Mean precipitation (CLIM 002) - Assessment published Nov 2012
Climate change (Primary topic)
Typology: Descriptive indicator (Type A - What is happening to the environment and to humans?)
- CLIM 002
- Trends in annual precipitation across Europe
- Projected changes in annual and summer precipitation
Key policy question: What is the trend in precipitation across Europe?
- Annual precipitation trends since 1950 show an increase by up to 70 mm per decade in north-eastern and north-western Europe and a decrease by up to 70 mm in some parts of southern Europe.
- Seasonal precipitation trends show an increase in winter precipitation in northern Europe and a decrease in southern Europe, albeit with large interannual variations.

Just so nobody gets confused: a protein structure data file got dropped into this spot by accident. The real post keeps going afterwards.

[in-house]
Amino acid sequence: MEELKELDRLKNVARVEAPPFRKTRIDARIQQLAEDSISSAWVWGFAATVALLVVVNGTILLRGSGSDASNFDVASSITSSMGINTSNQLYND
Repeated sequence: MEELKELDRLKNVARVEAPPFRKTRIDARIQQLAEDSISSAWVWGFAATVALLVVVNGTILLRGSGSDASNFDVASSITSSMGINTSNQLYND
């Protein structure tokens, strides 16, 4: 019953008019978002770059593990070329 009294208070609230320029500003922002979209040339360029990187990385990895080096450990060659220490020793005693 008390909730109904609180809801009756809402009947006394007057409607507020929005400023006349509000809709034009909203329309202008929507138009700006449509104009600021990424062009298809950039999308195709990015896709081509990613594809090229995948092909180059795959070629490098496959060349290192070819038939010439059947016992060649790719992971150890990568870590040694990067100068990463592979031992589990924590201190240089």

- The direction of future precipitation changes is simulated robustly in many parts of central and western Europe across all seasons. However, many parts of Europe, such as eastern and southern Europe, lack model consensus on the direction of change.
Trends in annual precipitation across Europe
Note: The trends are calculated using a median of pairwise slopes algorithm. Black dots represent high confidence in the sign of the long-term trend in the box (if the 5th to 95th percentile slopes are of the same sign). Boxes which have a thick outline contain at least three stations. Area averaged annual time series of percentage changes and trend lines are shown below each map for one area in northern Europe (blue line, 5.6 to 16.9 °E and 56.2 to 66.2 °N) and one in south‑western Europe (red line, 350.6 to 1.9 °E and 36.2 to 43.7 °N).
- E-OBS gridded dataset provided by Royal Netherlands Meteorological Institute (KNMI)
Projected changes in annual and summer precipitation
Note: Projected changes in annual (left) and summer (right) precipitation (%) between 1961-1990 and 2071-2100 as simulated by ENSEMBLES Regional Climate Models for the IPCC SRES A1B emission scenario.